of South Gippsland, Victoria - the coming of the railways and farms, the
isolation of pioneers, the industrial strife, the plight of the Aboriginal
people, the effects of civilization on the temperate rain forest region.
Who Was Here? 15 songs - 10 by John Warner, 5 by MacColl, Jez Lowe
et al recorded with Margaret Walters in 1997. Who was here? Their
names are on a memorial stone in an obscure coastal town in New Zealand's
south island. Their track is the canal and the railway line; their
footprints the rust and ruins of old works, or the lasting brilliance of
well-maintained crafts. Not forgetting dinosaurs and other monsters.
Pack o' Pirates 12 songs by John Warner recorded 1998. John's solo
album brimming with sensitivity for the world viewed from a child's
perspective. John's compositions radiate energy and enthusiasm for Sydney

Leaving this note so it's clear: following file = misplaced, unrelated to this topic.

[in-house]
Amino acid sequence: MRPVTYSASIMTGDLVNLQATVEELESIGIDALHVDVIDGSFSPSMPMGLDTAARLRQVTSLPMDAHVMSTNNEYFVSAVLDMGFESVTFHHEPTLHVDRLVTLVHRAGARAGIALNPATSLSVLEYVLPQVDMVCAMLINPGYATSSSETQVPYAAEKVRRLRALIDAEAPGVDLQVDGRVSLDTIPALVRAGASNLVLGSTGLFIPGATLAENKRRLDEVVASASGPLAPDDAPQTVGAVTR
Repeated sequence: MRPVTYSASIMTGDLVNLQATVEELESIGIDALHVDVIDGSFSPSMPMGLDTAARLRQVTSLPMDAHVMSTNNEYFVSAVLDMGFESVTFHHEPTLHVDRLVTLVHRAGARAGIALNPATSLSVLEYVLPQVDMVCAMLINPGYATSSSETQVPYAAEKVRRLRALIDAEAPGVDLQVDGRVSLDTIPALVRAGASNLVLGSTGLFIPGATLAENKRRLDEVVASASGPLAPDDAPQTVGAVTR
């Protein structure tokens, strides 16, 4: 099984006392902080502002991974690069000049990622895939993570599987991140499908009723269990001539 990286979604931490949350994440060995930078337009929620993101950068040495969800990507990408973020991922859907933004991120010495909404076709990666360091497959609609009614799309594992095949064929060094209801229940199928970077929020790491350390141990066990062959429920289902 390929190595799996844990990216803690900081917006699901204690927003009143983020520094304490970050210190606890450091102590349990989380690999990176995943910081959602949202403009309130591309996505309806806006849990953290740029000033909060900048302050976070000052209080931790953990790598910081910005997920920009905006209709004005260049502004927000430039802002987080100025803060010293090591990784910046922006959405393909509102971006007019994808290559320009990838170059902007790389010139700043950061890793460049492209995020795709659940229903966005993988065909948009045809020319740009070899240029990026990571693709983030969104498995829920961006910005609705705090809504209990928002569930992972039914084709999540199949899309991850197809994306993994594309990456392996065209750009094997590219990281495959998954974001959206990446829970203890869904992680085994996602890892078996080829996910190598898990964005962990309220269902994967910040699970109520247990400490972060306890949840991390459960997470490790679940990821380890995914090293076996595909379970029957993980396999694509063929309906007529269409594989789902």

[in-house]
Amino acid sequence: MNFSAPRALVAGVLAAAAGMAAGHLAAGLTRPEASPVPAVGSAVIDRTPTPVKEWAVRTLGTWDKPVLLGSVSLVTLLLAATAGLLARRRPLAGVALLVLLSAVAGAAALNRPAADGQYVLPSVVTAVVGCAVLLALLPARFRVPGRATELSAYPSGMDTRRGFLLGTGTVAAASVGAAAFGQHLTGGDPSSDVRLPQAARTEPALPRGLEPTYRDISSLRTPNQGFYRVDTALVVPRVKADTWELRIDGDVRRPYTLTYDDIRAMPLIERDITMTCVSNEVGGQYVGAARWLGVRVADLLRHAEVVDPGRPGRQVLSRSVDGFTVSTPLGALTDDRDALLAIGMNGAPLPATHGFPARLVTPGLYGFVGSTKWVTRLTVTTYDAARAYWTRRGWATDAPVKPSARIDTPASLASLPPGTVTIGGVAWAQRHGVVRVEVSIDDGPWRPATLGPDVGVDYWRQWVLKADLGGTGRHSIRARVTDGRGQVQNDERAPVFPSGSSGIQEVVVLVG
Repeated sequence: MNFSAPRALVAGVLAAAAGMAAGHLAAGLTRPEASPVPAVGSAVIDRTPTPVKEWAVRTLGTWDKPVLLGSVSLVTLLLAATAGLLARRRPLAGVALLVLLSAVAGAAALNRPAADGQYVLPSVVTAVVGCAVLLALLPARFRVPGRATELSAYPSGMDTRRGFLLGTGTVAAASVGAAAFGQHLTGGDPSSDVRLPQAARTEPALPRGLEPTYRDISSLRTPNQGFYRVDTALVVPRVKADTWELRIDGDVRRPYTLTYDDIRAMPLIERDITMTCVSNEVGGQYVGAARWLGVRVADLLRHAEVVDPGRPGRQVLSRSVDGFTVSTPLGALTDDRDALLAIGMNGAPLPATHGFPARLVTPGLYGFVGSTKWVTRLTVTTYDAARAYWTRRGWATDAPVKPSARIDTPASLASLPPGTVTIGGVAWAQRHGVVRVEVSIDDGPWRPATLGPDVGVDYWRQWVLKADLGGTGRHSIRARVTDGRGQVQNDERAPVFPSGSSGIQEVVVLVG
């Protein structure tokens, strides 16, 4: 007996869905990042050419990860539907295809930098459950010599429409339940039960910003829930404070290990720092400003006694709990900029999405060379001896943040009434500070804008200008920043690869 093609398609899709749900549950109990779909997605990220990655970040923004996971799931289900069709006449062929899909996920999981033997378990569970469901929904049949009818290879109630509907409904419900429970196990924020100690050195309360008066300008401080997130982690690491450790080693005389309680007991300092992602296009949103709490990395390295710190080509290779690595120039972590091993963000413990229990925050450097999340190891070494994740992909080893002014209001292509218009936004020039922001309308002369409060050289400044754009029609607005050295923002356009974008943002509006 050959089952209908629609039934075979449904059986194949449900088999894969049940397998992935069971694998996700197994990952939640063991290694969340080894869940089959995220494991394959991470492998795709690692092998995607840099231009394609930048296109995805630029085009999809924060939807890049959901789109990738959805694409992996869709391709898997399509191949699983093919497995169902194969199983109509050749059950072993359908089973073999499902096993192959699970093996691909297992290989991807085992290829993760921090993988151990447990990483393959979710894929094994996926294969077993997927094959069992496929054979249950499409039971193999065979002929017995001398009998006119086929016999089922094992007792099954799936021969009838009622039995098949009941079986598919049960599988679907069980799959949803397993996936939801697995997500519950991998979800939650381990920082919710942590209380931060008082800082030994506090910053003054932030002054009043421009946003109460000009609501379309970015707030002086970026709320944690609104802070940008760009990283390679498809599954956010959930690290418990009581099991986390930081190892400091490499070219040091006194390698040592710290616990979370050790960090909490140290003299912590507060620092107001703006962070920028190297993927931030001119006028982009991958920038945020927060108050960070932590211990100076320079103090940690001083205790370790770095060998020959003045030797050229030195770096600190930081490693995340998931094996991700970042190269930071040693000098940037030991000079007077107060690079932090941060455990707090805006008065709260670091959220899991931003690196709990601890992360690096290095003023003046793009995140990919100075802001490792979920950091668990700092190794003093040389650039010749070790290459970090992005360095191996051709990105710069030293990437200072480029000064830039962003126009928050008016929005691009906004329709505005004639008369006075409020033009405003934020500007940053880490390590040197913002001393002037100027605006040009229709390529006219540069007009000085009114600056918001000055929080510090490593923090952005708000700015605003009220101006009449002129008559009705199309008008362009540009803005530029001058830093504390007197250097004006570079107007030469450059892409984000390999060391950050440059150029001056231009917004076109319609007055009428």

Harbour's tugs, sirens on emergency vehicles, frogs, trains, dinosaurs etc.
There's the response of a child being left at a child care centre, and a
worker's fulfillment watching a child learn to walk.
Power in a Song 14 songs featuring Margaret's singing with 4 songs by
John Warner: Llewellyn Walking, Murrumbidgee Water, Largo and Windsong.
In the late 90s, John (in collaboration with Margaret Walters) wrote the
remarkable song and verse cycle, Yarri of Wiradjuri, a
major piece of music theatre that had its first performances early in 2000
and a most memorable series of performances were held in Gundagai in June
2002 on the 150th anniversary of the events depicted in the
cantata. This was finally recorded in 2006..
John is a member of the "spirited pre-acappellan group", The Roaring
Forties which specialises in sea shanties and other traditional chorus
songs and contemporary songs written in the tradition. John also performs
solo as a children's entertainer and can hold his own in any
collection of poets and yarnspinners.
See under REVIEWS for more about John....
John has a long list of workshops or theme presentations.
Workshops and theme presentations presentable as solo or duo (with